Wharton pushes for county layoffs, commissioners want more time - WMC Action News 5 - Memphis, Tennessee

Wharton pushes for county layoffs, commissioners want more time

By Kontji Anthony - bio | email | Follow us on Twitter

MEMPHIS, Tenn. (WMC-TV) - Shelby County Mayor A.C. Wharton is pushing a resolution to lay off 100 county workers in an effort to balance the budget.

The proposal would cut 21 positions from the mayor's administration and 31 from the sheriff's office.

Although the Shelby County is already $1.8 billion in debt, some county commissioners say the layoffs are unnecessary.

"I'm just still not convinced that it's needed yet," said comission chair Deidre Malone.

County Commissioners on both sides of the party line say the county needs to wait.

"We can balance the budget without raising taxes and without substantial layoffs," said commisisoner Mike Carpenter.
   
Carpenter says he will offer a substitute resolution to postpone the layoffs.
       
Both Malone and Carpenter agree that a tax increase is out of the question.

"I know we have some fiscal challenges, but I'd like to see us do whatever we can to possibly not even have a layoff, outside a property tax increase," said Malone.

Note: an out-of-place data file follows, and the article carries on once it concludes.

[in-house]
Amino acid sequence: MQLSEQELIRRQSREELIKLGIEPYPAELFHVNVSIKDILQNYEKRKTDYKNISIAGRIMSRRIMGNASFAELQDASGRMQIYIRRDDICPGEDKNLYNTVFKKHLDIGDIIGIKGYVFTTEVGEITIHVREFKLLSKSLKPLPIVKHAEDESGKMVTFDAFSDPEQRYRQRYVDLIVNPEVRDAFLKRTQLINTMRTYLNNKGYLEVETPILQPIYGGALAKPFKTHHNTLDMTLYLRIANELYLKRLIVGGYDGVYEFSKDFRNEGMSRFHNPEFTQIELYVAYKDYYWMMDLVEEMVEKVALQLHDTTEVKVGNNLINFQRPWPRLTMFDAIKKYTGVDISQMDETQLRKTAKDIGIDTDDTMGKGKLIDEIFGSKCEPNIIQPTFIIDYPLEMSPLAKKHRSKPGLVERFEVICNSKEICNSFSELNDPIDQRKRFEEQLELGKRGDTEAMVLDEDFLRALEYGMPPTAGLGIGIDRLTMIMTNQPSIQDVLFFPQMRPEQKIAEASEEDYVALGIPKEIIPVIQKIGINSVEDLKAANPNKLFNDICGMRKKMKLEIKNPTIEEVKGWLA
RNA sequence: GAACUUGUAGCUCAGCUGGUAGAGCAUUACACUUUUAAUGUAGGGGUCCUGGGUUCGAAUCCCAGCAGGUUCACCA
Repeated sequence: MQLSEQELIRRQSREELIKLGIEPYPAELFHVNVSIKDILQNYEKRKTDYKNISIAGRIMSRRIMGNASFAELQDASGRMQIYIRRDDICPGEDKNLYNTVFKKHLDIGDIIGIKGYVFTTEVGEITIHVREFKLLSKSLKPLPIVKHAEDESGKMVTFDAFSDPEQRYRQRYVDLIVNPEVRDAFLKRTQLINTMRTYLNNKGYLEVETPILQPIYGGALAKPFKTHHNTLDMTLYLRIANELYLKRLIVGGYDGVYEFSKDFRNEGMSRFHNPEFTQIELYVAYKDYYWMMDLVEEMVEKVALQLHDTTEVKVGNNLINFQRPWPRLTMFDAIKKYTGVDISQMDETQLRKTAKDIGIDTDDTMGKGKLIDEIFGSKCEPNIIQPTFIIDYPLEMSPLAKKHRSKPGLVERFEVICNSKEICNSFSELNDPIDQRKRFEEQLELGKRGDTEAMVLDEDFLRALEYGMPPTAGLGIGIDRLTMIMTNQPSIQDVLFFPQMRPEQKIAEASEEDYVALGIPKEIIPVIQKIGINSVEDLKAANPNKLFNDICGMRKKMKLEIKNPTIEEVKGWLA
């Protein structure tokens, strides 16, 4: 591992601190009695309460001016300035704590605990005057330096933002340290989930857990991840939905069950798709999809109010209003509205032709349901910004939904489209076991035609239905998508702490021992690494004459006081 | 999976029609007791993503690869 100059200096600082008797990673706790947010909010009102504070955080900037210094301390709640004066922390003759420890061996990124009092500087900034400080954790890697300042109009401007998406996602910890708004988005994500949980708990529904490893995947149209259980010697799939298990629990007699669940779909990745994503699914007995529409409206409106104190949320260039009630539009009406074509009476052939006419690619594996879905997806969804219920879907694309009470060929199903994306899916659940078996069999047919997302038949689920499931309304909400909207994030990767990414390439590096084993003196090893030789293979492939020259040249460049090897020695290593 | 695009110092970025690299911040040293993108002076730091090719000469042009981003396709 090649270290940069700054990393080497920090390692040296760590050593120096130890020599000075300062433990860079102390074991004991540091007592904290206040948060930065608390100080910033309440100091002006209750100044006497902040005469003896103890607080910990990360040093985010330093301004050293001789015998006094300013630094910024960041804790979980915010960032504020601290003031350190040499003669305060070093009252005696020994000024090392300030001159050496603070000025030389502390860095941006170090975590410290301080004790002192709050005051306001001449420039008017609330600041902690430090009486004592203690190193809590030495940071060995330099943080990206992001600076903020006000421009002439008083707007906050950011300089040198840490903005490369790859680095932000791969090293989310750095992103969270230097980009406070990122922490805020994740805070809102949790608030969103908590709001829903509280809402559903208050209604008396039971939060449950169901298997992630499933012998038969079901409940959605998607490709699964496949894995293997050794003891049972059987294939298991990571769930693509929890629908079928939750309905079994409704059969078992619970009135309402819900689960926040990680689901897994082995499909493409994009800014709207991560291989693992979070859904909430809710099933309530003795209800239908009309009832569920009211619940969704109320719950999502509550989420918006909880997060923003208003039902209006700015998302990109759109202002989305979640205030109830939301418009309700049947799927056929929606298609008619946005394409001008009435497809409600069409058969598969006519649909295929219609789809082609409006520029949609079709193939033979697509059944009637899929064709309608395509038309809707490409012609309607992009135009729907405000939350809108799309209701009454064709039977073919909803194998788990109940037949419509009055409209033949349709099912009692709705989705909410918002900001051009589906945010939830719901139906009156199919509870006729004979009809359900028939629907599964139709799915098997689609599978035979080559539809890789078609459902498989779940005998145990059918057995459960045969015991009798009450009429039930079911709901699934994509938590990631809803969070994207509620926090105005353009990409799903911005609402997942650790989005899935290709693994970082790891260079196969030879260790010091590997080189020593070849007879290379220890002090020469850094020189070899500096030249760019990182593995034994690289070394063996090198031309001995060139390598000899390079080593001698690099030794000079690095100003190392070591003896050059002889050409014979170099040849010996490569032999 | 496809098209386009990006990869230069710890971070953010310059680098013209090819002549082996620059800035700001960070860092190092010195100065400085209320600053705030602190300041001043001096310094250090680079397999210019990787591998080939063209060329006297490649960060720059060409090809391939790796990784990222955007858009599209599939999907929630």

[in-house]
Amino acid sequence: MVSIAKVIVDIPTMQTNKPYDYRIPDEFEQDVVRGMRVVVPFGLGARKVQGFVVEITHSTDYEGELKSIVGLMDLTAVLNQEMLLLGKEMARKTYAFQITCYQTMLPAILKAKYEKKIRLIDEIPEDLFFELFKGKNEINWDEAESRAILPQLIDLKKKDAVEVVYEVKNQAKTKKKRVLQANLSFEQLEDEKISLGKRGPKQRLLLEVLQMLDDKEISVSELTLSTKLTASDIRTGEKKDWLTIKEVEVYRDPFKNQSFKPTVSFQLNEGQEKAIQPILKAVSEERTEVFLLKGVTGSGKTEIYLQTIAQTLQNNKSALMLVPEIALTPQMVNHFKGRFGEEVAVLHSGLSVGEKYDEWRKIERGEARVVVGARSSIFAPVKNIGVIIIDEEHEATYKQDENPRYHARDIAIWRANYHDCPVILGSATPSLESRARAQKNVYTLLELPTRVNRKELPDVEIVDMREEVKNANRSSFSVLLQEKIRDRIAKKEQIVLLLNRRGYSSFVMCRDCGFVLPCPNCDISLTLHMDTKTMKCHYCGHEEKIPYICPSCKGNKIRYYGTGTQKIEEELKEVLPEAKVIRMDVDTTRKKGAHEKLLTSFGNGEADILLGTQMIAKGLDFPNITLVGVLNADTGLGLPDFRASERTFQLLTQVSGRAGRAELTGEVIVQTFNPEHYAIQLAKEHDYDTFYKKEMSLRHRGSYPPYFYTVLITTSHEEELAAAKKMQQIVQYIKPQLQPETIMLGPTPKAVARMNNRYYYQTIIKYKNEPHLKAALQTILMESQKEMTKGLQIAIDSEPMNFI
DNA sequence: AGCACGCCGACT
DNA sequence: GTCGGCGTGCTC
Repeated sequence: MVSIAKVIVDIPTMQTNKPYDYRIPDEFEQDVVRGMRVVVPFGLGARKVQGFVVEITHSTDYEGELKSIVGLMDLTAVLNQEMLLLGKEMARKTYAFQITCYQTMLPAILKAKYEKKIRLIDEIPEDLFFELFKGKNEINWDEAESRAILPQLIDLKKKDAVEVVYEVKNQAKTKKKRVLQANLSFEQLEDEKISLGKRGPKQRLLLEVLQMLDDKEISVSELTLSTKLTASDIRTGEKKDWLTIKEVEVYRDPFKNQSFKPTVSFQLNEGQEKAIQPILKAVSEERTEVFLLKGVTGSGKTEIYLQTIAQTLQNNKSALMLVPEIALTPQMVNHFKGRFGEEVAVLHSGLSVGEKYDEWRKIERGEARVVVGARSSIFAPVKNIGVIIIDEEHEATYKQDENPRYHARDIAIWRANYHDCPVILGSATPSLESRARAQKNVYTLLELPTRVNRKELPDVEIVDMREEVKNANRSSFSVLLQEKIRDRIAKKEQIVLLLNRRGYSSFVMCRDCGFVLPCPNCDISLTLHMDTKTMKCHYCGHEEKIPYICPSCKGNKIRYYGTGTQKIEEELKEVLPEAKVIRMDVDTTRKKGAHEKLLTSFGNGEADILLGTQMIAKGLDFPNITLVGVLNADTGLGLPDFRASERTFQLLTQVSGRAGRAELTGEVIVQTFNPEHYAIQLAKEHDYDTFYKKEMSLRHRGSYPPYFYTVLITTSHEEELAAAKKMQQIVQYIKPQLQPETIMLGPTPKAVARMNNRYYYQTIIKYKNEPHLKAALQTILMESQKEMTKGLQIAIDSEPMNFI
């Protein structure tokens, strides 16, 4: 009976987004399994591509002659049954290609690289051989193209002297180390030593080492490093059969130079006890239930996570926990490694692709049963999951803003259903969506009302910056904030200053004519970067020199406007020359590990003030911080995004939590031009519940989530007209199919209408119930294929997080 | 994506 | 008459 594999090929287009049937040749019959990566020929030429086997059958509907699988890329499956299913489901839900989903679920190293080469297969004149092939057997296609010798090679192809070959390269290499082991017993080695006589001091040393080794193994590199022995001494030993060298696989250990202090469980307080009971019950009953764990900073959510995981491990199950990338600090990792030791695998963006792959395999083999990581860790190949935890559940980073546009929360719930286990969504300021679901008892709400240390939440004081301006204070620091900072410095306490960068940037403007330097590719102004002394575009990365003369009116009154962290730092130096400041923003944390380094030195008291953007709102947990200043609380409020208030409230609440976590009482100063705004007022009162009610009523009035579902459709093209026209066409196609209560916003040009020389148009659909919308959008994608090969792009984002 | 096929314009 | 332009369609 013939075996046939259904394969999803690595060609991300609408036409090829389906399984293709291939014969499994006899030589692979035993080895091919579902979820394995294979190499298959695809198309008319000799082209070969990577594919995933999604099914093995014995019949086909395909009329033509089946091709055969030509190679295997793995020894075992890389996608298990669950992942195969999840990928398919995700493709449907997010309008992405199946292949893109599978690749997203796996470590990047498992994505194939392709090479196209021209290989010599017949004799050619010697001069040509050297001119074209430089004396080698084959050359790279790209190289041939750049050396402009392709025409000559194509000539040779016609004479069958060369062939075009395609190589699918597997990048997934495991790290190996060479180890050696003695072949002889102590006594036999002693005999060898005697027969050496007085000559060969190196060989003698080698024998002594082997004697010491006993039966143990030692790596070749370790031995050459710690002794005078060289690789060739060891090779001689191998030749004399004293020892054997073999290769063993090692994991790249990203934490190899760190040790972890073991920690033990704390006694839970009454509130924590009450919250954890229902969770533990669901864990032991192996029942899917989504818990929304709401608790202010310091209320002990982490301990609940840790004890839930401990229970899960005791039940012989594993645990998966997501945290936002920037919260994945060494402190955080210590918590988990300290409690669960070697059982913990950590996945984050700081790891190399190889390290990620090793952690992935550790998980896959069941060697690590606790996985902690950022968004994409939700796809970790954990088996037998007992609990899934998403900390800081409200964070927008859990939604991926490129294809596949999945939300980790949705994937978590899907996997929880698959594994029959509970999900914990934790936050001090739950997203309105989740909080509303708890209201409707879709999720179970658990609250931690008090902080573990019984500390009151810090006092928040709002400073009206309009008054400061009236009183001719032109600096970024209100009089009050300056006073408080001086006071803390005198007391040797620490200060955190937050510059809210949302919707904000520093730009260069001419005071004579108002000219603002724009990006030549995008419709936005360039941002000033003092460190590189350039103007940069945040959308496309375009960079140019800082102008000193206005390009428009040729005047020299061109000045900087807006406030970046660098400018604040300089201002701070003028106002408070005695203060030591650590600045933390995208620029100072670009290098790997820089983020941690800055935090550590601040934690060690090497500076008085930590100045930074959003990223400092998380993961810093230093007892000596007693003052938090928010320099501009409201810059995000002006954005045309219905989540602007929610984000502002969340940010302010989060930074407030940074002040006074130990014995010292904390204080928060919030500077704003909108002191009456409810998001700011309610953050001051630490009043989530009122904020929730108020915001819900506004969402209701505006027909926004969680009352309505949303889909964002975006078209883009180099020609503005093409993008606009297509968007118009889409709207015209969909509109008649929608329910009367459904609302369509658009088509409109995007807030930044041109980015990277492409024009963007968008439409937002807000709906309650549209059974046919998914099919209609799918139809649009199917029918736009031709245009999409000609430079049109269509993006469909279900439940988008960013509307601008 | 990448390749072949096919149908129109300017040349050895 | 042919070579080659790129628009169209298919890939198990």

But it seems no cuts now could mean more cuts later. Carpenter says if the county takes $3 million out of reserves to keep current employees, they can save about $18 million next year, but with a higher number of layoffs.

"So we need to be looking at a layoff much larger than 100...200 to 300 in my view," he said.

The administration is expected to make a new pitch this week.

Both commissioners say a delay would give county employees more time to plan.

"It's my belief that the administration will come back with another proposal, and it may be that it's not 100," said Malone. "It may be less - 50 layoffs with some other things we can do differently."

But Carpenter says there's another reason to delay. "There may be as many as 700 (county employees) next year who are eligible for retirement."

This discussion is far from over. But commissioners only have until June 30 to figure out what to do before the next fiscal year begins July 1.
 
"I know at the end of the day, we'll do the right thing," said Malone.

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